Chocolate – The Answer To Hydrogen Fuel Supplies?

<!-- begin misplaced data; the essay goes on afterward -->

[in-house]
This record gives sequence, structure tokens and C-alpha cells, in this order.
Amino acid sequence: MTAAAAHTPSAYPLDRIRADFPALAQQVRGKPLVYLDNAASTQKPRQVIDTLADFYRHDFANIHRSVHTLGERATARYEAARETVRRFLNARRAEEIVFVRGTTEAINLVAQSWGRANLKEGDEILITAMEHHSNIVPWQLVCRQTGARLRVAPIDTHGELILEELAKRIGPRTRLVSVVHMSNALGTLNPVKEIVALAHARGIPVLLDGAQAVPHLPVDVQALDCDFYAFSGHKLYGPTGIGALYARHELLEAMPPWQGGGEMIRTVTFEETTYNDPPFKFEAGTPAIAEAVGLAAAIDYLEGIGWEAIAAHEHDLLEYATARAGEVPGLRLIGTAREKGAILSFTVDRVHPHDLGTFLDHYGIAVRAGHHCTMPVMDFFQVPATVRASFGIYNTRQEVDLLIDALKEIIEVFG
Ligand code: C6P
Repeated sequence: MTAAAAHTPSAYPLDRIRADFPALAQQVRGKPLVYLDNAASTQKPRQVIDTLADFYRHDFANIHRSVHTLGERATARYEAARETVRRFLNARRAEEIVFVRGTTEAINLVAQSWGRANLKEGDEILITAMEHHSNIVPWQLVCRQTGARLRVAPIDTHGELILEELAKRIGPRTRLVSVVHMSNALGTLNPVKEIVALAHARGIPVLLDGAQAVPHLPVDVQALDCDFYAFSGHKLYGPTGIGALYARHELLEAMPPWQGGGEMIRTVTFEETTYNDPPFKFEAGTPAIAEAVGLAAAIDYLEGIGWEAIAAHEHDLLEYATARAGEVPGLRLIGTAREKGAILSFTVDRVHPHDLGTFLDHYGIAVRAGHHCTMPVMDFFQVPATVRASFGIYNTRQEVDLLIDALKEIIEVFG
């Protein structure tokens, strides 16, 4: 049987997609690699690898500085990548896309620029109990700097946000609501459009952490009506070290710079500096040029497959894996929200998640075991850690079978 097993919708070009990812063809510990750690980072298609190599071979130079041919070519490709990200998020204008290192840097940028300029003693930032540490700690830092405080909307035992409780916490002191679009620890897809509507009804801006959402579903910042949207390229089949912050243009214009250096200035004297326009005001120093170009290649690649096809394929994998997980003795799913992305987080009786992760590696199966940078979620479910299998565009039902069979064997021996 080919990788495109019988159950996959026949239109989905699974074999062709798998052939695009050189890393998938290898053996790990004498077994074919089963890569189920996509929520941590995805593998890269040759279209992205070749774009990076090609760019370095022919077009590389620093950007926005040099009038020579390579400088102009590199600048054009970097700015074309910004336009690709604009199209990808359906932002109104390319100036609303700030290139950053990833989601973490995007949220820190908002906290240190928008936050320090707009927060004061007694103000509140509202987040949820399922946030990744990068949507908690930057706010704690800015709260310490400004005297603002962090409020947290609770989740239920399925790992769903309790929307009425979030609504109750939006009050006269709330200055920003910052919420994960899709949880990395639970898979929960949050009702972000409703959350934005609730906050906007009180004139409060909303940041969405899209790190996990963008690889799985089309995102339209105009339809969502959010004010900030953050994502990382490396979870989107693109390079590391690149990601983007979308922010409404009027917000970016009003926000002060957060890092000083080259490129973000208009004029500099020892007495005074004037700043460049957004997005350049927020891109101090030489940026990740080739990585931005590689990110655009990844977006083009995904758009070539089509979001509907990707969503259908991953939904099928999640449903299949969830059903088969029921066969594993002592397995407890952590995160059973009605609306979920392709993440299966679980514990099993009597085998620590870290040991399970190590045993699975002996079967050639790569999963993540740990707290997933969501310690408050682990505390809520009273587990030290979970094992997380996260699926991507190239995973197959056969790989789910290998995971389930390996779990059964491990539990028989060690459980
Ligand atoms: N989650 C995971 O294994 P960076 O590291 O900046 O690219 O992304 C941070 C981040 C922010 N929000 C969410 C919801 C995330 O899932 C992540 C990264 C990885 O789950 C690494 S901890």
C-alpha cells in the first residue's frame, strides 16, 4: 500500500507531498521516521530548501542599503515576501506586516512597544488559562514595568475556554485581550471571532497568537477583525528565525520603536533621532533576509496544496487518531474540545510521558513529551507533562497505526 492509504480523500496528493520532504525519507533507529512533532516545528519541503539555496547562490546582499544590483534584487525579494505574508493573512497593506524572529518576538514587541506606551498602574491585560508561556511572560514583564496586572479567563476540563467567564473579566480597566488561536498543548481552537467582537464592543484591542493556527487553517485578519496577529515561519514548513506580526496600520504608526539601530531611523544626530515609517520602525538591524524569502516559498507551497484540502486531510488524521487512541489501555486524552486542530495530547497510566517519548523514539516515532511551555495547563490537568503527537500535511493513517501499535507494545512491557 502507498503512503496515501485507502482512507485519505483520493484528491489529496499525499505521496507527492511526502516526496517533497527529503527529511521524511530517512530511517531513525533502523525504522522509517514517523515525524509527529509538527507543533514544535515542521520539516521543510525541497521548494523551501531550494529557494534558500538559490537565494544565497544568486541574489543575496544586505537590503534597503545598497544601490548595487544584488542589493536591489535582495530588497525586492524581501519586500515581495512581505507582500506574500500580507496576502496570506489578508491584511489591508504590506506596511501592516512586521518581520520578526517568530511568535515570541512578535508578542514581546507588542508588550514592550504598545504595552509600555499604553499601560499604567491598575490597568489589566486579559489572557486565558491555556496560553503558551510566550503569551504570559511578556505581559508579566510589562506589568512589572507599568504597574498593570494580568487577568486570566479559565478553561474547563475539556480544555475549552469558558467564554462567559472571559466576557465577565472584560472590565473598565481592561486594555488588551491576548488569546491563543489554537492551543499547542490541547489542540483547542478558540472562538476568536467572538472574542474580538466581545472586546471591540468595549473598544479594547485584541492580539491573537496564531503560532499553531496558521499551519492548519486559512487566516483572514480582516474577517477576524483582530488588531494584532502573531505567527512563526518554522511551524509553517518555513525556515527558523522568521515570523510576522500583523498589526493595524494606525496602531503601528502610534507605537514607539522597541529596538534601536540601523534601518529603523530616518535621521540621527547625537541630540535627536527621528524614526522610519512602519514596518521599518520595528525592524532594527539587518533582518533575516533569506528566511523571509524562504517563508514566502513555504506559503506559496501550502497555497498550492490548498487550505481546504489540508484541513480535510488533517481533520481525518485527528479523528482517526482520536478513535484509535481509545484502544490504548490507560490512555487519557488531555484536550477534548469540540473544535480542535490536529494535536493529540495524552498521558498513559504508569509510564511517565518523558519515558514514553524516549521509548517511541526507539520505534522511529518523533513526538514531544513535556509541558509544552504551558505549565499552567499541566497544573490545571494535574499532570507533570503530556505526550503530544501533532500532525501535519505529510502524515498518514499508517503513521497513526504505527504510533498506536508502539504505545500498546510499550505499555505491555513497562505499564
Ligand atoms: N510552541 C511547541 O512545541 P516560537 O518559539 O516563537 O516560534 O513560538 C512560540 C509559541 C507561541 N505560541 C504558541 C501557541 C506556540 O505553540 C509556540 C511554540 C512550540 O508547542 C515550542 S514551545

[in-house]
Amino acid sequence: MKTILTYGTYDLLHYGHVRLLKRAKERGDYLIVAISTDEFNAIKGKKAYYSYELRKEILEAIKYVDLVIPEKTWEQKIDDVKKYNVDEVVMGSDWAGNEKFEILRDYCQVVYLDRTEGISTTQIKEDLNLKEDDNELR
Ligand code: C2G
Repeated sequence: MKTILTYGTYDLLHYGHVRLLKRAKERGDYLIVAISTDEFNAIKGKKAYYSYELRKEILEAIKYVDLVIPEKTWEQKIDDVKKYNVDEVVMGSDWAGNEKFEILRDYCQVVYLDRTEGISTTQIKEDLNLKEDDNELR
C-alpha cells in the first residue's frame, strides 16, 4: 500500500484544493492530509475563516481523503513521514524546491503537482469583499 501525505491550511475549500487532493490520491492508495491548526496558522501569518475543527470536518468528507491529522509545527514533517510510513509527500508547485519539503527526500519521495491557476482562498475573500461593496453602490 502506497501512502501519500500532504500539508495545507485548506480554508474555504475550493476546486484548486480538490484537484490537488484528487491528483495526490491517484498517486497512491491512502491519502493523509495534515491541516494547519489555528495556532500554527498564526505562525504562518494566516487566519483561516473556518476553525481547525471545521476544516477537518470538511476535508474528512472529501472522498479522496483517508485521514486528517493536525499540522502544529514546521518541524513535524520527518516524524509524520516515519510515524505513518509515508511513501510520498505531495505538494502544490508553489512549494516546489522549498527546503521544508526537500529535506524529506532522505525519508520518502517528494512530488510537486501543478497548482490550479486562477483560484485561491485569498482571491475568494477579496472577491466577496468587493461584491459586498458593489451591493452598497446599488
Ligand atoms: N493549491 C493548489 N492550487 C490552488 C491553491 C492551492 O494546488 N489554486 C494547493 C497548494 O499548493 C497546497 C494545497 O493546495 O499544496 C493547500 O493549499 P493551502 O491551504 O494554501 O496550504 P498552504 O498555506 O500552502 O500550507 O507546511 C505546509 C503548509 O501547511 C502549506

Many people look to hydrogen fuel cells as the answer to our energy issues. The only problem, of course, is creating usable hydrogen. Chocolate production may be the answer. Chocolate – The Answer To Hydrogen Fuel Supplies? Mention hydrogen as a fuel source and politicians, scientists and techies get that glassed over look in their eyes. Simply put, hydrogen is a perfect fuel. It can be combined with oxygen to produce electricity. Hydrogen is the most comment element on our planet. When used as an energy source, it produces no greenhouse gases or other pollutants. Sounds great, right? There is just one problem with the idea of using hydrogen as the solution to all of our energy problems. While hydrogen is the most common element on our planet, it is rarely found in a usable form. Instead, hydrogen tends to cling to other elements such as oxygen, which gives us H2O – water. The power required to separate hydrogen from these other elements is shockingly large. In the United States, Honda has a number of hydrogen vehicles it is testing on the road via some families. The cars work well. Powering them, however, is the problem. The families must take the cars to a specific station at a Honda facility. There, they will find a few hundred feet of solar panels and a hydrogen tank. It takes the system roughly two to three weeks to create enough usable hydrogen for one full tank for the car. Given the fact there are millions of cars on the road, you can see the problem. Yes, there are more efficient methods for conversion than solar power, but nothing remotely efficient enough to create enough usable hydrogen. In a humorous turn, scientists in the UK have discovered that hydrogen can be produced from the wastes of creating confectionaries such as chocolate. The waste is treated with e coli bacteria. Yes, that e coli. The bacteria then process the food material and produces gas. Guess what kind of gas is produced? Yes, hydrogen. Could it be that chocolate will play a fundamental role in a hydrogen fuel future? Could we really be that lucky?

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